The next days and months that followed I couldn't remember the words for things or they got stuck in my head and wouldn't come out. Simple actions were arduous ? tipping a cabbie, reading an e-mail, and listening to someone talk. On good days, I acted normal, sounded articulate. I still do. I work hard to process the bombardment of stimuli that surrounds me. I work hard not to let on that for me, even the sound of a car radio is simply too much, or all those bright lights at the grocery store. We children of schizophrenics are the great secret-keepers, the ones who don't want you to think that anything is wrong.
Outside the glass door of my studio, the moon was just a sliver in the clear obsidian sky. Soon I'd be in the city again, where it's hard to see the stars. Hanging from a wooden beam to the right of my desk is a pair of reindeer boots I made when I lived in the Arctic, before my brain injury, when I could still travel with ease. What to bring to show my mother the last seventeen years of my life? How long would I stay in Cleveland? One month? Five? The doctor had said on the phone that she had less than six months to live ? but he didn't know my mother.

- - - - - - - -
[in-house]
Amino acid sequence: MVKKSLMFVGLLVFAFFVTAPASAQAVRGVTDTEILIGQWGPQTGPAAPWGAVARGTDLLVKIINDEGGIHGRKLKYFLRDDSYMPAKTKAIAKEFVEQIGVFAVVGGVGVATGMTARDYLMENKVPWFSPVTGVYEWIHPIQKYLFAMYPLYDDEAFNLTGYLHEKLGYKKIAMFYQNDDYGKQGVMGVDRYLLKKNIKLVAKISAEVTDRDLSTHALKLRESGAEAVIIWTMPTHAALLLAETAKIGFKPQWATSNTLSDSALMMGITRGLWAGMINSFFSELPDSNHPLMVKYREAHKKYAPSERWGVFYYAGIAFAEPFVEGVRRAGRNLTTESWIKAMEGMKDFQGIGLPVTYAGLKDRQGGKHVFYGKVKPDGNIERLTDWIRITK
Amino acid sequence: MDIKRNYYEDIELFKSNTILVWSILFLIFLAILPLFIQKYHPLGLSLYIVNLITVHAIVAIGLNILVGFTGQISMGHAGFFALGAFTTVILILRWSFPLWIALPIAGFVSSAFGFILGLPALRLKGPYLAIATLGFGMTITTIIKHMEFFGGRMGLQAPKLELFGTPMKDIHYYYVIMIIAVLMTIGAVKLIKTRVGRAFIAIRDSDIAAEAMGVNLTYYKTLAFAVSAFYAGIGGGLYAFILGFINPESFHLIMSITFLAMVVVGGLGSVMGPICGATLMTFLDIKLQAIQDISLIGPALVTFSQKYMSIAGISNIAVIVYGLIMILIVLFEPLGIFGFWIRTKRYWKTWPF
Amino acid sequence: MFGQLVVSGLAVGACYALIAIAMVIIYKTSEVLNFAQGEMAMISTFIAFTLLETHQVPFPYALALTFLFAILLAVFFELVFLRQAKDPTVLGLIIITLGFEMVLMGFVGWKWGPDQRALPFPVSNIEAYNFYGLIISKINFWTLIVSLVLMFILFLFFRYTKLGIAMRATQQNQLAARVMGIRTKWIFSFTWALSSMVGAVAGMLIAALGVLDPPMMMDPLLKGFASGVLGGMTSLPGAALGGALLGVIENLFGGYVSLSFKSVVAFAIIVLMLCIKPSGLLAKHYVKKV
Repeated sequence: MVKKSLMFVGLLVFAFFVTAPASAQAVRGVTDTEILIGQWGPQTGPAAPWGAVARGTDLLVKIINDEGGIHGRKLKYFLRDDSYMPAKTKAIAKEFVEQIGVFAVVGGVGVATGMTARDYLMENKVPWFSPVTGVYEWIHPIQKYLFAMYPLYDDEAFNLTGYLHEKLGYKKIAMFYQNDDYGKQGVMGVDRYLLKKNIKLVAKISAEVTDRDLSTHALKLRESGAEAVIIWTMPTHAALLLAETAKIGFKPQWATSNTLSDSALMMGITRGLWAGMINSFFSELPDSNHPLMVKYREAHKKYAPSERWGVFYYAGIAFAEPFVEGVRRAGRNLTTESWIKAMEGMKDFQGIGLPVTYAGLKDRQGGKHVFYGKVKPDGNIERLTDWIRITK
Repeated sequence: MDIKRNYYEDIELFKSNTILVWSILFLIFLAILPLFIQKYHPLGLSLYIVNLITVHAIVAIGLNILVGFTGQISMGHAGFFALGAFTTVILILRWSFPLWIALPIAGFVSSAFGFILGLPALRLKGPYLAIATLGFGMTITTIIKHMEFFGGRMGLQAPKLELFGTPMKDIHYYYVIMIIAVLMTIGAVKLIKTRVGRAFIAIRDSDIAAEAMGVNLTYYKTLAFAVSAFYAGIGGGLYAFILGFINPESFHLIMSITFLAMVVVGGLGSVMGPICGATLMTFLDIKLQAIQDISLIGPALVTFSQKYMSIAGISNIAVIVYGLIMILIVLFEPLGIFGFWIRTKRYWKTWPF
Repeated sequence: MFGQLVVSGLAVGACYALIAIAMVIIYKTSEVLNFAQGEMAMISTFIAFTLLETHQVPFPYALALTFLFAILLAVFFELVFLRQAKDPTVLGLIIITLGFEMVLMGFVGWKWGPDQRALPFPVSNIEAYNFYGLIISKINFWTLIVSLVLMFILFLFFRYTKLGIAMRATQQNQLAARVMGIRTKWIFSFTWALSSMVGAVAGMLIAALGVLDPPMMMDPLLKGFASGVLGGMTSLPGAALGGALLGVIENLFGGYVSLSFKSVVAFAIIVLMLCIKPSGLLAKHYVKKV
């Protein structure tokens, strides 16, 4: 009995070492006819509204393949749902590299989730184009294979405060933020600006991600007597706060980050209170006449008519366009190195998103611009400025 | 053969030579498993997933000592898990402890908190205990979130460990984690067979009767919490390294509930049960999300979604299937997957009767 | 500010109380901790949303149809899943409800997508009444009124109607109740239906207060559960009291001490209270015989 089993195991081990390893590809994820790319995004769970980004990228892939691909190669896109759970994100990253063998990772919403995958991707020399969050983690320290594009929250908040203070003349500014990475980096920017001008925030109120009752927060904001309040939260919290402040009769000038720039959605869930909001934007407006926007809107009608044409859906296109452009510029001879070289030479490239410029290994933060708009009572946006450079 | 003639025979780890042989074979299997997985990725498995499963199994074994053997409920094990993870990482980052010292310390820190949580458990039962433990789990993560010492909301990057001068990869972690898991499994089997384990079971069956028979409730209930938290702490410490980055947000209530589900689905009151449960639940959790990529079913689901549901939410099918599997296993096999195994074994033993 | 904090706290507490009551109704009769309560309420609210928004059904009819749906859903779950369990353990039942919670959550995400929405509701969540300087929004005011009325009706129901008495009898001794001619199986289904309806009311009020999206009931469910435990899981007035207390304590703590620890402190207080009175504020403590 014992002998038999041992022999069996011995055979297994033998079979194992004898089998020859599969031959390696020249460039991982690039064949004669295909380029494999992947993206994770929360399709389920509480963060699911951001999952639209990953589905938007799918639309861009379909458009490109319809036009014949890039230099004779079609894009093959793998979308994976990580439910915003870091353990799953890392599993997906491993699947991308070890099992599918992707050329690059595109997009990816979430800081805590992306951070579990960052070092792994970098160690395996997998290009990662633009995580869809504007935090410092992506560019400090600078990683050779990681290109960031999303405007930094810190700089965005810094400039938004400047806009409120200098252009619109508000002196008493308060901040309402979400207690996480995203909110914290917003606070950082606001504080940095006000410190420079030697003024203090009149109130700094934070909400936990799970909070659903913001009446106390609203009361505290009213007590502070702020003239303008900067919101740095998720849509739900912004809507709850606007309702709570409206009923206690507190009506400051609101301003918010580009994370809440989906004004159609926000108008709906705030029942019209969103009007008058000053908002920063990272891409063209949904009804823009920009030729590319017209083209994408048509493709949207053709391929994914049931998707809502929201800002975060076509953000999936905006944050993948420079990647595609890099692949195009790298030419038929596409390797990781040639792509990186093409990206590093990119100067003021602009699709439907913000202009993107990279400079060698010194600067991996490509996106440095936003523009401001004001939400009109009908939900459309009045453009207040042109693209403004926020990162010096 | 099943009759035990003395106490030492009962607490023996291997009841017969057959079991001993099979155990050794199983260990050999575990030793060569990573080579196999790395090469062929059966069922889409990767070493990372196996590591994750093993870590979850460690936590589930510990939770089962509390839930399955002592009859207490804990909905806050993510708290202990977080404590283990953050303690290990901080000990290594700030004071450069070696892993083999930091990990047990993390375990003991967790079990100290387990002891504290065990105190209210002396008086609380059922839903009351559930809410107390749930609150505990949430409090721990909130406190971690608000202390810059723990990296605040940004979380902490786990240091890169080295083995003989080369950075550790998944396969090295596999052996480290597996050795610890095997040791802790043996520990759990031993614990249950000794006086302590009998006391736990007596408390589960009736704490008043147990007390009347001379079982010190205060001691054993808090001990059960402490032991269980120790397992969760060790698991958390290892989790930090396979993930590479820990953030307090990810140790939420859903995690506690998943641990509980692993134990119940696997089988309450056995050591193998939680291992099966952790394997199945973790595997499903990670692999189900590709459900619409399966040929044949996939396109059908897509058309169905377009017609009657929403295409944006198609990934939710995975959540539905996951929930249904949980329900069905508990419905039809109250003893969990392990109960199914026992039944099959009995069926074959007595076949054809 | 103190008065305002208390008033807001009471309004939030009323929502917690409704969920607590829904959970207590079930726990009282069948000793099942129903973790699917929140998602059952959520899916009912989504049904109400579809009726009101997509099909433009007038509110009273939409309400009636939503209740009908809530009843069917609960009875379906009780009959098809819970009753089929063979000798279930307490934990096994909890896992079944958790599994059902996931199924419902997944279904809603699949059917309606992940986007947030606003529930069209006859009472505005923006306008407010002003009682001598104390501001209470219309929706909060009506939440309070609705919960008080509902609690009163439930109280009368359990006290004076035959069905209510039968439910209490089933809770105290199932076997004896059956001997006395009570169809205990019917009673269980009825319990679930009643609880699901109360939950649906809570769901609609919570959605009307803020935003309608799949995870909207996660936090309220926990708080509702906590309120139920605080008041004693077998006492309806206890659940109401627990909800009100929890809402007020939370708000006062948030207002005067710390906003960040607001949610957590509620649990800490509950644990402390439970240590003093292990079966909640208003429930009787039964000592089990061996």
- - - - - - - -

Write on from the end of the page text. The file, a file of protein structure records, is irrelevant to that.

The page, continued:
What would she think of the cabinet of curiosities I call my studio: the mouse skeleton, the petrified bat, the pictures of co-joined twins, the shelves of seedpods and lichen, the deer skull and bones? Would she think that aliens had put them there or would she want to draw them, like me? I fantasized about kidnapping her from the hospital. I would open the couch bed and let her spend her last days among the plants, the paints, and the books; let her play piano anytime she wanted. I'd even let her smoke. She could stay up all night drawing charts of tornadoes, hurricanes, and other future disasters, like the ones she used to send me through my post office box. But she would never see this place. She probably would never leave her bed.
Lining the walls in my studio was evidence of a life intersecting art and science: books on art history and evolution, anthropology, polar exploration, folklore, poetry, and neuroscience. If I brought her here, would my mother really be happy? There was a cabinet of art supplies, an antique globe, a map of Lapland. I had star charts, bird charts, and a book of maps from the Age of Discovery. Had my mother ever been truly happy? Had she ever passed a day unafraid, without a chorus of voices in her head?
The questions I wrote down before I left for Cleveland: How long does she have to live? Does she have a coat? Will she remember me? How will I remember her, after she is gone?
Excerpted from The Memory Palace by Mira Bartok. Copyright 2011 by Mira Bartok. Excerpted with permission of Free Press.